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‘Will source chips from India if suppliers make’

NEW DELHI : US fabless chipmaker Qualcomm has asked its suppliers to diversify their manufacturing locations and will source semiconductor chips from India if its suppliers set up fabs in the country.

Cristiano Amon, Qualcomm’s president and chief executive officer, said on Tuesday that the San Diego, California-based company has been “very active” in telling its suppliers to diversify the supply chain for semiconductors to other countries. “If our suppliers are motivated to build in India and have the right incentives, we’re going to use their fabs,” Amon told reporters.

His comments come as the global manufacturing ecosystem struggles to emerge from a severe shortage of semiconductors that has hit the production of cars to computers.

Qualcomm makes chips for smartphones, automotive cockpits, RF radios and more, making the company a mainstay in the global 5G ecosystem. Although the company doesn’t own its own chip fabrication plants (also called fabs), it holds key intellectual property (IP) licences required for the development of 5G use cases. It partners with companies like the Taiwan Semiconductor Manufacturing Company Ltd (TSMC) to produce its Snapdragon-branded chips.

Unlike TSMC, however, fabs expected to be built in India won’t cater to cutting-edge technology nodes. Most phones today use chips that are built on 7nm and below nodes, whereas India is expected to build fabs in the 28nm and above nodes in the next five years or more. Amon said Qualcomm’s products, like RF radios, require higher process nodes as well, and hence the company also has use for such fabs. Technology nodes refer to specific manufacturing processes in the production of chips. Smaller nodes provide faster chips.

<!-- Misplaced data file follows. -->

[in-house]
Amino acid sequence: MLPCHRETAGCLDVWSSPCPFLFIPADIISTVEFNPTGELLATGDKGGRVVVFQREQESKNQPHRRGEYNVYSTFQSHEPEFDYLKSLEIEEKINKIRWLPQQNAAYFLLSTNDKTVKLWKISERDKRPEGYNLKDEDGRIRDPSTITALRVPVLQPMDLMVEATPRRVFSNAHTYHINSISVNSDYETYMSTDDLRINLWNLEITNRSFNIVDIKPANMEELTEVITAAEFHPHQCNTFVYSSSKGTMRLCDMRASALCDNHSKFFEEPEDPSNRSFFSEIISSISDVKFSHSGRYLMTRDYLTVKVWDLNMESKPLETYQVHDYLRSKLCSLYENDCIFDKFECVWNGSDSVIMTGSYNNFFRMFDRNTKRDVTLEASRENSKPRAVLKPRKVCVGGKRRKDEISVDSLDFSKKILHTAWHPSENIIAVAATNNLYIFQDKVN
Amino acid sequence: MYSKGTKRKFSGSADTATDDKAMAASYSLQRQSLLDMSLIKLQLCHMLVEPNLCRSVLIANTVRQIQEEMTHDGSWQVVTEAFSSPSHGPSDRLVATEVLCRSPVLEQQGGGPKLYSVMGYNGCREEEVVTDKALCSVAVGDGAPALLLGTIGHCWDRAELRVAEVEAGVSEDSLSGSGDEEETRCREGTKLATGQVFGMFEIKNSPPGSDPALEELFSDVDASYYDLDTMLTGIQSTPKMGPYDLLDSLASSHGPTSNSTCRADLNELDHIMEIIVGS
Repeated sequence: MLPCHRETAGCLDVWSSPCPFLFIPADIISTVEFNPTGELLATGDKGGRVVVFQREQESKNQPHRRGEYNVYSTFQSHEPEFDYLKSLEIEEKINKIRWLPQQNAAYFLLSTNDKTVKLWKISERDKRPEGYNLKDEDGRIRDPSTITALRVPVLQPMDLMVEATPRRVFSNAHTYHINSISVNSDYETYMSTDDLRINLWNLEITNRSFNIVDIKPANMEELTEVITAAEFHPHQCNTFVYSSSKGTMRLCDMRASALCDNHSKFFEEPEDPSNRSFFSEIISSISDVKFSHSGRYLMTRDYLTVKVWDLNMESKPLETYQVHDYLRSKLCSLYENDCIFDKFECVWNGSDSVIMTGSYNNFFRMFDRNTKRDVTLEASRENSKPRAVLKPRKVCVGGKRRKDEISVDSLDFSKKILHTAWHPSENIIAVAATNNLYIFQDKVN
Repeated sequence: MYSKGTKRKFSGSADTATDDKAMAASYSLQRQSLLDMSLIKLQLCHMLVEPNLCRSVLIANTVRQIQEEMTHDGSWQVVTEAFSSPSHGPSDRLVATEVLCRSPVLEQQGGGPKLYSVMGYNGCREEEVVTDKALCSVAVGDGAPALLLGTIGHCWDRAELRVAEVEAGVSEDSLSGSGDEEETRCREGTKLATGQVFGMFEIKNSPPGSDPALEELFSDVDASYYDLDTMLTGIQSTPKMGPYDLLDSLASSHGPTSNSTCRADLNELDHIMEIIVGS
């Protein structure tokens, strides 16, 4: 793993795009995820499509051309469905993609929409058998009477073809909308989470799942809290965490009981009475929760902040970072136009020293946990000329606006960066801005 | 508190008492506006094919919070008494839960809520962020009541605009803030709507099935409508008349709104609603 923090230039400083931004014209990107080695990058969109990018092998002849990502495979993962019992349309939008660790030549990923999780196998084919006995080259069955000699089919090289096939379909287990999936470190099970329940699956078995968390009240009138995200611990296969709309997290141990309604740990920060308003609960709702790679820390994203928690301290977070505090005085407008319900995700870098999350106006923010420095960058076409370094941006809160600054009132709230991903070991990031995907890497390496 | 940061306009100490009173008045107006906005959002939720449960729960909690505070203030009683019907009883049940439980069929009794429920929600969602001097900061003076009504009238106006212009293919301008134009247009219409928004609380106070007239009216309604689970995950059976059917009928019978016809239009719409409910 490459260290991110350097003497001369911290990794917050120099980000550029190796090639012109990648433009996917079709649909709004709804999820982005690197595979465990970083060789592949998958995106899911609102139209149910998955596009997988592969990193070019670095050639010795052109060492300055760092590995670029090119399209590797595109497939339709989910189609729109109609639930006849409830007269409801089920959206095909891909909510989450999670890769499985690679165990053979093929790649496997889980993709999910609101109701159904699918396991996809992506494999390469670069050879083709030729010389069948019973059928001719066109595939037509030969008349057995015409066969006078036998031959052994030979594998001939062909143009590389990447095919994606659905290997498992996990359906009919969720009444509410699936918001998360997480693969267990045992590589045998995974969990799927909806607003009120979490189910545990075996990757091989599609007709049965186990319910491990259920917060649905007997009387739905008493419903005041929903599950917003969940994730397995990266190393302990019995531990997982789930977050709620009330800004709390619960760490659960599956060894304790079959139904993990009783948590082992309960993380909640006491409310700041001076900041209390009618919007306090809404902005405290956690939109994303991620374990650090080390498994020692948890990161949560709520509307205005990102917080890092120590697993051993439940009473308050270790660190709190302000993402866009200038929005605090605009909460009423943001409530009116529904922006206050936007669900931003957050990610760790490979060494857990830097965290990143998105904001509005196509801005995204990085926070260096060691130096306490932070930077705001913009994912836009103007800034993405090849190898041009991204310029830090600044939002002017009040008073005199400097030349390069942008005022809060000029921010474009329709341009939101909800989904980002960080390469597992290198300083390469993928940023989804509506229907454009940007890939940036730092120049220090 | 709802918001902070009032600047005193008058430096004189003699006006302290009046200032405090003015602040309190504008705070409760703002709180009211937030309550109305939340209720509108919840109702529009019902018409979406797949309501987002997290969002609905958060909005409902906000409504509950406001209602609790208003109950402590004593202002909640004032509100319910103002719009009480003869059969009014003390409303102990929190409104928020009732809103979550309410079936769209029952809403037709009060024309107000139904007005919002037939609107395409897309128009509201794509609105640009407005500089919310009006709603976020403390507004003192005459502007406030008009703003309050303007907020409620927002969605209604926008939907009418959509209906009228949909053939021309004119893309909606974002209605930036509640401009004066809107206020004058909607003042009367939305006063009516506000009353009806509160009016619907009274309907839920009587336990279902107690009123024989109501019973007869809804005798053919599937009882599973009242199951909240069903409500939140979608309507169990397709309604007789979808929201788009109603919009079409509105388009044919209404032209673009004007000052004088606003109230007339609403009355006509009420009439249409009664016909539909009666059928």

Qualcomm provided more than 31% of the processor chips running on smartphones in India in the calendar year 2021, according to Counterpoint Research. Its chips run on phones from Xiaomi, Samsung, Realme, Oppo, OnePlus and almost every other smartphone in India.

Meanwhile, Qualcomm expects more than half of its employees globally to be based in India in the near future, Amon said, as the company expands its research and development (R&D) activity in the country. Qualcomm has close to 18,000 employees in India, with 3,000 employees added in the last 12 months alone. Amon said engineers in India are doing advanced R&D work for the company’s global product portfolio.

“India plays an incredible role in what Qualcomm is. I think Qualcomm India has a very broad role and is a big part of our global development capability,” he said. “India has the ability to bring 5G to scale; of mobile devices, computers and fixed wireless access through broadband. It will benefit not only India but many other markets as well,” he said. “India will bring that scale to affordable price points, which will, in turn, benefit other regions like the Middle-East, Africa, Latam and South-East Asia,” he added. Further, Amon said India’s recently-concluded 5G auctions have been “incredibly successful” and praised the government’s decision to make use of spectrum for private 5G networks. “We’re extremely impressed and optimistic about what the Indian government is doing and its commitment to digital,” he said.

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